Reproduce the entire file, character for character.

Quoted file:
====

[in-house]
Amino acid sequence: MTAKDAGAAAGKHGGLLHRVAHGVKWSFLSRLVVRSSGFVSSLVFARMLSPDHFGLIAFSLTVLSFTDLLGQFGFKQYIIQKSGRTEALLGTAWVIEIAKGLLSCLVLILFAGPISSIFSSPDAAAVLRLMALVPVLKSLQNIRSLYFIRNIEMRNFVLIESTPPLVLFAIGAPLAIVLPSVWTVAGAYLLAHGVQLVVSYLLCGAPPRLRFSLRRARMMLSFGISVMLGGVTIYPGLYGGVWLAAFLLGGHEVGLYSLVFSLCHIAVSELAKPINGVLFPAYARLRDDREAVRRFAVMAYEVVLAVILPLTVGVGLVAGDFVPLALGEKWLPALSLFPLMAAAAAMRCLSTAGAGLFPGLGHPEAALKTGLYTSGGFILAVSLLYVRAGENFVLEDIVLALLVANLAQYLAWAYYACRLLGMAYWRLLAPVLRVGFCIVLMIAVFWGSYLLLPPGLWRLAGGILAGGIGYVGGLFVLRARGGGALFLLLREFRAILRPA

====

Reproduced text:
[in-house]
Amino acid sequence: MTAKDAGAAAGKHGGLLHRVAHGVKWSFLSRLVVRSSGFVSSLVFARMLSPDHFGLIAFSLTVLSFTDLLGQFGFKQYIIQKSGRTEALLGTAWVIEIAKGLLSCLVLILFAGPISSIFSSPDAAAVLRLMALVPVLKSLQNIRSLYFIRNIEMRNFVLIESTPPLVLFAIGAPLAIVLPSVWTVAGAYLLAHGVQLVVSYLLCGAPPRLRFSLRRARMMLSFGISVMLGGVTIYPGLYGGVWLAAFLLGGHEVGLYSLVFSLCHIAVSELAKPINGVLFPAYARLRDDREAVRRFAVMAYEVVLAVILPLTVGVGLVAGDFVPLALGEKWLPALSLFPLMAAAAAMRCLSTAGAGLFPGLGHPEAALKTGLYTSGGFILAVSLLYVRAGENFVLEDIVLALLVANLAQYLAWAYYACRLLGMAYWRLLAPVLRVGFCIVLMIAVFWGSYLLLPPGLWRLAGGILAGGIGYVGGLFVLRARGGGALFLLLREFRAILRPA